2 ( +2 / -0 )

What do you like about Japan?

(1) You can walk down the street-

You can walk down the street at night and not get robbed. (except Roppongi or being robbed by another foreigner)

You can walk down the street drunk as a skunk and not get robbed. (except Roppongi or being robbed by another foreigner)

I lost my wallet, ipod, and briefcase one on the JR Train. I FOUND IT THE NEXT DAY WITH THE AMOUNT OF MONEY I LEFT INSIDE IT.

In America, GONE, ASTA LA VISTA !!!!!

(2) Police in Japan do not HARASS (tourists or foreign) people & cause a scene. Police in America, beat people up, kill people, lie and steal money from people.

(3) Homeless people have manners in Japan, are very quiet people and speak multiple languages. In America, SCREAM, HOLLER, WANT ATTENTION & Bit somebody's face off. (Miami) http://www.youtube.com/watch?v=YruxMl2e--0

(4) Japan citizens don't carry guns, semiautomatic assault rifles and etc. In America you can buy 3000 bullets and 5 assault rifles and not be questioned by police in why you purchased these weapons. Few weeks later go into a movie theater and cause problems.

(5) Americans are more racist, self centered, selfish than Japanese people. IT'S TRUE. I felt more racist things done to me in America than Japan. PERFECT EXAMPLE the so called- Obamacare/ National Healthcare for ALL Americans What's wrong with everybody having national health insurance rich or poor ? Everybody has to pay for Social Security. Automobile owners have to have Auto Insurance why not health care. Where is the disparity ?

(6) Trains & Buses

Public Transportation is always on time in Japan.

IN AMERICA, always late 10 minutes to 2 hours late plus a crappy attitude from the bus driver or train operator.

What don’t you like about Japan?

(1) The attitude & coldness on the trains, sometimes I feel like I have a disease. The materialistic attitude especially on the trains. If I wear a particular clothes or anything. i will be judged up and down and sideways.

(2) The noise pollution at department stores.

(3) The bad service at restaurants & not tipping for professional service.

I want to tip a person if the give me great service in a restaurant. I don't want to pay gratuity if someone gives me crappy service.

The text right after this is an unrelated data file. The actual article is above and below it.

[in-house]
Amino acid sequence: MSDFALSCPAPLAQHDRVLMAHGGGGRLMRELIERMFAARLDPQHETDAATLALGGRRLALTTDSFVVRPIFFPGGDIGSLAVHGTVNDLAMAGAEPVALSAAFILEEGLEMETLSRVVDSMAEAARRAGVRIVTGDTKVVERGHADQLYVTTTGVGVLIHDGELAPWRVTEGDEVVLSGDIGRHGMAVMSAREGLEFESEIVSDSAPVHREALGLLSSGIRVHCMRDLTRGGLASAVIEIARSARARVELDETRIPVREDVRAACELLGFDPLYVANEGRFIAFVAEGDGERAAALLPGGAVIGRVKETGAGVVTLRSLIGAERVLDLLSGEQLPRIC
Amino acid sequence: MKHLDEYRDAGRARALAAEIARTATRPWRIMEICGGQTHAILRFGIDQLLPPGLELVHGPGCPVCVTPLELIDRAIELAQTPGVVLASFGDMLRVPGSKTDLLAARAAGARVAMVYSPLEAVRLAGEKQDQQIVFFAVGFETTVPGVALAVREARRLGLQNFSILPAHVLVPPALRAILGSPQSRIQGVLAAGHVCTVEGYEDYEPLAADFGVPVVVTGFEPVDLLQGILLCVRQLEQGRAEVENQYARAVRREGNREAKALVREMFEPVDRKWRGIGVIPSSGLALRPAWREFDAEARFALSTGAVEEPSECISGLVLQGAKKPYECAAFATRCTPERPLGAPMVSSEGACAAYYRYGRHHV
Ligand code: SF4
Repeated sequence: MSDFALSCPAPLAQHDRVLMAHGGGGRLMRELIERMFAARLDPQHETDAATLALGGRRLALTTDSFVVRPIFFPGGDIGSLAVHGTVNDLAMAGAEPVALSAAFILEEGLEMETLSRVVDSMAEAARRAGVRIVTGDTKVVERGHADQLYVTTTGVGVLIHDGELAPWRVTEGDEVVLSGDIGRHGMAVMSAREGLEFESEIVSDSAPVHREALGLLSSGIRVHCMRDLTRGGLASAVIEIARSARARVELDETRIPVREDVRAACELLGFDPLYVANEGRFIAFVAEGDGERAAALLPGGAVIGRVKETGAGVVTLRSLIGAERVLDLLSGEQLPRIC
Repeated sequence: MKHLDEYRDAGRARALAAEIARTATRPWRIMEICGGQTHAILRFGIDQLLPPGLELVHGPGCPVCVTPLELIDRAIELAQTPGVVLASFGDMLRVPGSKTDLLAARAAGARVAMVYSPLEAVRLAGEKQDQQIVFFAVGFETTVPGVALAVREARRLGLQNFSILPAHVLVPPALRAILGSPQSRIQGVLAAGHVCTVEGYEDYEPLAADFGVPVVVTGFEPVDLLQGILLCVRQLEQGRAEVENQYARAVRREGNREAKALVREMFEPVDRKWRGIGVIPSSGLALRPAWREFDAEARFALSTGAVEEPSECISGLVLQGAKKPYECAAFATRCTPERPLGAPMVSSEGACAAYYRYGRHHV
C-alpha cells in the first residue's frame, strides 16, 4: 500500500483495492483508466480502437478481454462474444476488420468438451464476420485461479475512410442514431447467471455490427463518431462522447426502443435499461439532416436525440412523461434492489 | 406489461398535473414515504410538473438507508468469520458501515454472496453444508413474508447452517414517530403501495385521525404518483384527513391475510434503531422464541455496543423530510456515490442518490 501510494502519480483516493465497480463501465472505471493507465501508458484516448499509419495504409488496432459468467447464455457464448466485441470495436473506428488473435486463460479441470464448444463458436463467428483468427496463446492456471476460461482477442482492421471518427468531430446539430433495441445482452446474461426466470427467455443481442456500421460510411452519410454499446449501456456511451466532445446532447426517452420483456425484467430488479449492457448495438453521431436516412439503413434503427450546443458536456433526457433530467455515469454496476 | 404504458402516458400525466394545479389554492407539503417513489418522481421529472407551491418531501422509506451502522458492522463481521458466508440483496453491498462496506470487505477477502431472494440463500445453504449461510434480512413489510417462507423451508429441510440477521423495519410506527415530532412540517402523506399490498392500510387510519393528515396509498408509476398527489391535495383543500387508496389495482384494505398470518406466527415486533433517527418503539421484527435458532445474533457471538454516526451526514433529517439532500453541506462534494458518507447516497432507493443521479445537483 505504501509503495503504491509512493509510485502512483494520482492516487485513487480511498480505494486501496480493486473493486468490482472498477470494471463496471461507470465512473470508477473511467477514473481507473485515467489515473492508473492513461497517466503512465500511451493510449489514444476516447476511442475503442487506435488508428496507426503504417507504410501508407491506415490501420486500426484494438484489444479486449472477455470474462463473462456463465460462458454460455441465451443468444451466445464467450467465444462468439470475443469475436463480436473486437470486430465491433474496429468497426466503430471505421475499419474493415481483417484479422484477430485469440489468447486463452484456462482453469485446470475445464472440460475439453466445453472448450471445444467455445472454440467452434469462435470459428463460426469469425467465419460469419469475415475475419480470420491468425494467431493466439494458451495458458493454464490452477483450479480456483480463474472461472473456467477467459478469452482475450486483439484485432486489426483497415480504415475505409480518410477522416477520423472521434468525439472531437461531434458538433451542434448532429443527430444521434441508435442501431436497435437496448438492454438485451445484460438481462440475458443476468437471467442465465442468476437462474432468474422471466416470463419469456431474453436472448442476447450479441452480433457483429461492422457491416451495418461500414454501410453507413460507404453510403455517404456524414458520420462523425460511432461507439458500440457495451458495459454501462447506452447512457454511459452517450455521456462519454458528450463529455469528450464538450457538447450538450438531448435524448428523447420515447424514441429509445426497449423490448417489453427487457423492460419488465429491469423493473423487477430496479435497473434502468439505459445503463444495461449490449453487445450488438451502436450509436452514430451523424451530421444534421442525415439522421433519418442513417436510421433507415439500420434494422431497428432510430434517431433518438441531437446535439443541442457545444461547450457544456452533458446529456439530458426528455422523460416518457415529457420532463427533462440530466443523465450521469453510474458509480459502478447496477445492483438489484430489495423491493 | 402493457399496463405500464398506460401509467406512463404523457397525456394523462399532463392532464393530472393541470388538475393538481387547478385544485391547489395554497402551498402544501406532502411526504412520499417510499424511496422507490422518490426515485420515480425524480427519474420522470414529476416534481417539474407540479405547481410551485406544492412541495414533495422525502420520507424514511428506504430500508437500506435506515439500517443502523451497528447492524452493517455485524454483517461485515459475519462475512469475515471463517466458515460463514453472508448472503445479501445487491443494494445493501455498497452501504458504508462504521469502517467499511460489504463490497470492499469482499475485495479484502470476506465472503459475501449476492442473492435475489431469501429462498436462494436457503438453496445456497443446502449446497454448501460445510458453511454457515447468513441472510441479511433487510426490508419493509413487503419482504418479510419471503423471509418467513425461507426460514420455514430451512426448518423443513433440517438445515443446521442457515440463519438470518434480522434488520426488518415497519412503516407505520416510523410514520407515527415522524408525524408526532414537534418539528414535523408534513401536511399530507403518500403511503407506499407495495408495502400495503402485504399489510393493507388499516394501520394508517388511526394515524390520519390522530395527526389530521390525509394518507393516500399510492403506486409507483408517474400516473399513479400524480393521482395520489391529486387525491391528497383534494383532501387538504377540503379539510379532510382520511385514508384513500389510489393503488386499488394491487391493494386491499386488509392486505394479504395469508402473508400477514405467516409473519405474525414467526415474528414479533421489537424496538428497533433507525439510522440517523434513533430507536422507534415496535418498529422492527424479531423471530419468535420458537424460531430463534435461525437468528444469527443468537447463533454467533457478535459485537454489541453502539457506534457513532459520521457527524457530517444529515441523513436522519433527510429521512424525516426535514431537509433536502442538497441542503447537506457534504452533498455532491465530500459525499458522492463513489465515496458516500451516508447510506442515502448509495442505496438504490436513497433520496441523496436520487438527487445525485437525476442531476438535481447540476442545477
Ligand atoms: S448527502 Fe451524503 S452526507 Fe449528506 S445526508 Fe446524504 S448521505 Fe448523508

1 ( +3 / -2 )

One thing I'd like to see more in Japan is soap in public bathrooms. I can't understand how a society that prides itself on cleanliness tolerates the spread of germs that this leads to. It is often no better in restaurants, with just running cold water on the toilet tank. It makes me wonder what the restaurant staff is using.

3 ( +3 / -0 )

I hate noisy election campaign cars on a Sunday morning (especially with a hangover).

3 ( +3 / -0 )

I think some JT readers are confused. This wasn't intended as some kind of deep sociological study of cultural differences. It was just a fun, fluffy, off-the-cuff interview with young people at a comic book convention. No reason to take it all so seriously! Besides, how can you refute someone's personal impressions? A: "I like Japanese people." B: "No, you don't!"

Likes: polite considerate neighbors, good friends, spring and autumn, on-time trains, interesting gadgets, safe and clean streets (I don't live in a big city), izakaya, florist shops, interior design, most food (especially okonomiyaki - Hiroshima style), Kirin Afternoon Tea, no religious fanatics, a general sense of orderliness, seasonal customs/dishes/events, peaceful temples/shrines, and many, many more. Dislikes: smoking in public, staring & "gaijin!", overly complicated recycling rules, public noise, humidity, high prices, public drunkenness, high-pitched "childish" women's voices, and a few more.